Announcing Our Award Winners for 2013

The Society of Midland Authors will present its annual awards May 13, 2014, in Chicago, honoring its choices for the best books by Midwest authors published in 2013:

ADULT FICTION

WINNER:

  • Christine Sneed — Little Known Facts — Bloomsbury. (Author lives in Evanston, Ill.)

FINALISTS:

  • Chinelo Okparanta — Happiness, Like Water — Mariner. (Author lives in West Lafayette, Ind., and is former resident of Iowa City.)
  • Bryan FurunessThe Lost Episodes of Revie Bryson — Black Lawrence. (Author lives in Indianapolis.)

The judges for Adult Fiction were Patricia Ann McNair, Billy Lombardo and Bayo Ojikutu.

ADULT NONFICTION

WINNER:

  • Rick AtkinsonThe Guns at Last Light: The War in Western Europe, 1944-1945Henry Holt and Co. (Author is a former reporter for the Pittsburg (Kan.) Morning Sun and the Kansas City Times.)

FINALISTS:

  • Ted AntonThe Longevity Seekers: Science, Business, and the Fountain of YouthUniversity of Chicago Press. (Author lives in River Forest, Ill.)
  • Larry HaegHarriman vs. Hill: Wall Street’s Great Railroad War — University of Minnesota Press. (Author lives in St. Paul, Minn.)

The judges for Adult Nonfiction were James Merriner, John Hallwas and Re’Lynn Hansen.

BIOGRAPHY & MEMOIR

WINNER:

  • James TobinThe Man He Became: How FDR Defied Polio to Win the Presidency — Simon & Schuster. (Author lives in Ann Arbor, Mich.)

FINALIST:

  • Michael SheldenYoung Titan: The Making of Winston Churchill — Simon & Schuster. (Author lives in Bloomington, Ind.)

The judges for Biography & Memoir were Gerry Souter, Ray Boomhower and Diane Diekman.

CHILDREN’S FICTION

WINNER:

  • Amy TimberlakeOne Came Home — Knopf Books for Young Readers. (Author lives in Chicago.)

FINALISTS:

  • Clare VanderpoolNavigating Early — Delacorte Press. (Author lives in Wichita, Kan.)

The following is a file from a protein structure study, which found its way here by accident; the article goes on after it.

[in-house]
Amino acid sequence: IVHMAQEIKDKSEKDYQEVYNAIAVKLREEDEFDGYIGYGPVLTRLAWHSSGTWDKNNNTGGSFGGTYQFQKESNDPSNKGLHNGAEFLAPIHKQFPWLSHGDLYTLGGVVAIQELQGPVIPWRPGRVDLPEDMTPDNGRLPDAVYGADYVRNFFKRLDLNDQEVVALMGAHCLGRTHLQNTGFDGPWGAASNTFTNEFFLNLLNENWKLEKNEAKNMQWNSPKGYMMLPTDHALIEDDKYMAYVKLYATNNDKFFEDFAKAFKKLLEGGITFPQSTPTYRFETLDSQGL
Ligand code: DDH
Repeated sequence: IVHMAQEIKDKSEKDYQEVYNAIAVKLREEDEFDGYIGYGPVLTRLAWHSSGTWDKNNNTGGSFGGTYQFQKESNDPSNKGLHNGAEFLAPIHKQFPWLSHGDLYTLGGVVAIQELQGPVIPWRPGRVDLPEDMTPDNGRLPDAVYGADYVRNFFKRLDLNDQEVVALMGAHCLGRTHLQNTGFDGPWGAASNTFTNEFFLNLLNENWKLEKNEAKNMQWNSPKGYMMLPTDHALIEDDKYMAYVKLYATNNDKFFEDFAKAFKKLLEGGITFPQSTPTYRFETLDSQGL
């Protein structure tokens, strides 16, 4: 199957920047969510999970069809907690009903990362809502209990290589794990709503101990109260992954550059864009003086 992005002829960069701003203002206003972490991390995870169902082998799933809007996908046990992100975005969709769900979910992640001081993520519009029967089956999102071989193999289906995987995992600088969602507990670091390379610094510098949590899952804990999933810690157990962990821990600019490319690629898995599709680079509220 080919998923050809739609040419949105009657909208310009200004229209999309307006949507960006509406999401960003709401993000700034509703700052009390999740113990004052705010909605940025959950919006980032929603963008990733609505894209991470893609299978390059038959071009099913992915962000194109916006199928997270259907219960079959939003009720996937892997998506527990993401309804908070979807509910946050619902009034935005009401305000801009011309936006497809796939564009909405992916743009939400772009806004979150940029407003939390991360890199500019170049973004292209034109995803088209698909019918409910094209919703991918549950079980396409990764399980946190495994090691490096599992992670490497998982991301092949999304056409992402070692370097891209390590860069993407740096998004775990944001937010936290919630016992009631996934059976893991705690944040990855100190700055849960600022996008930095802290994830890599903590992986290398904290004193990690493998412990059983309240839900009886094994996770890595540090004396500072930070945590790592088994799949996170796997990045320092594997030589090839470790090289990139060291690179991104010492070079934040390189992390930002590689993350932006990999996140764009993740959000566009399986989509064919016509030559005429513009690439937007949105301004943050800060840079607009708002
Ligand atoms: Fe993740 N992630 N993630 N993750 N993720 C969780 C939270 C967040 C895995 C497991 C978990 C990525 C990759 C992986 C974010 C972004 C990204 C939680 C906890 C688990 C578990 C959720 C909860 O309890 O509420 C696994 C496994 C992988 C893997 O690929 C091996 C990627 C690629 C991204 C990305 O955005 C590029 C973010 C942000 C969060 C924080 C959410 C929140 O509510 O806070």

• Patricia PolaccoThe Blessing Cup — Paula Wiseman Books/Simon & Schuster Books for Young Readers. (Author lives in Union City, Mich.)

The judges for Children’s Fiction were Charlotte Herman, Gary Schmidt and Marianne Malone.

CHILDREN’S NONFICTION

WINNER:

  • Neal BascombThe Nazi Hunter: How a Team of Spies and Survivors Captured the World’s Most Notorious Nazi — Arthur A. Levine Books. (Author grew up in St. Louis and lives in Philadelphia.)

(No finalists in this category.)

The judges for Children’s Nonfiction were Marlene Targ Brill, Ann Bausum and Andrew Medlar.

POETRY

WINNER:

  • Roger Bonair-AgardBury My Clothes — Haymarket Books. (Author lives in Chicago.)

FINALISTS:

  • Carl PhillipsSilverchest — Farrar, Straus, & Giroux. (Author lives in St. Louis.)
  • Averill CurdySong and Error — Farrar, Straus, & Giroux. (Author lives in Chicago.)

The judges for Poetry were Mark Eleveld, Haki R. Madhubuti and Donna Seaman.

JAMES FRIEND MEMORIAL AWARD FOR LITERARY AND DRAMATIC CRITICISM

WINNER:

  • Chris Jones, Chicago Tribune theater critic, arts columnist and reporter

The Society, founded in 1915 by a group of authors including Hamlin Garland, Harriet Monroe and Vachel Lindsay, has given out annual awards since 1957. The juried competition is open to authors who live in, were born in, or have strong ties to Illinois, Indiana, Iowa, Kansas, Michigan, Minnesota, Missouri, Nebraska, North Dakota, Ohio, South Dakota or Wisconsin.

Notable winners have included Saul Bellow, Kurt Vonnegut, Studs Terkel, Gwendolyn Brooks, Mike Royko, Jane Smiley, Dempsey Travis, Leon Forrest, William Maxwell, Louise Erdrich, Scott Turow, Alex Kotlowitz, Aleksandar Hemon, Stuart Dybek and Roger Ebert.

This year’s winners will receive a cash award and a recognition plaque. Since 2002, the Society has also hosted the presentation of the James Friend Memorial Award for Literary and Dramatic Criticism at its banquet.

The annual awards dinner will take place Tuesday, May 13, at the Cliff Dwellers Club, 200 S. Michigan, 22nd floor, Chicago, which features a beautiful view of Lake Michigan and Millennium Park. A reception with cash bar begins at 6 p.m. followed by the dinner and awards ceremony at 7 p.m.

Paul Durica
Paul Durica

The master of ceremonies will be Paul Durica, the founder of Pocket Guide to Hell, a series of free and interactive walks, talks and re-enactments dealing with Chicago’s past. With Bill Savage, he is the editor of Chicago By Day and Night: The Pleasure Seeker’s Guide to the Paris of America (published last year by Northwestern University Press), and his writing has appeared in Poetry, Tin House, Mid-American Review and The Chicagoan.

Tickets are $75 each. Reservations can by made online (with a $1 surcharge to help defray PayPal’s processing fee) at: http://midlandauthors.com/online_banquet_form_14.html 

You may also print out the reservation form at: http://midlandauthors.com/dinner_reservation_form.html and mail a check for $75 to: Society of Midland Authors, P.O. Box 10419, 
Chicago, IL 60610).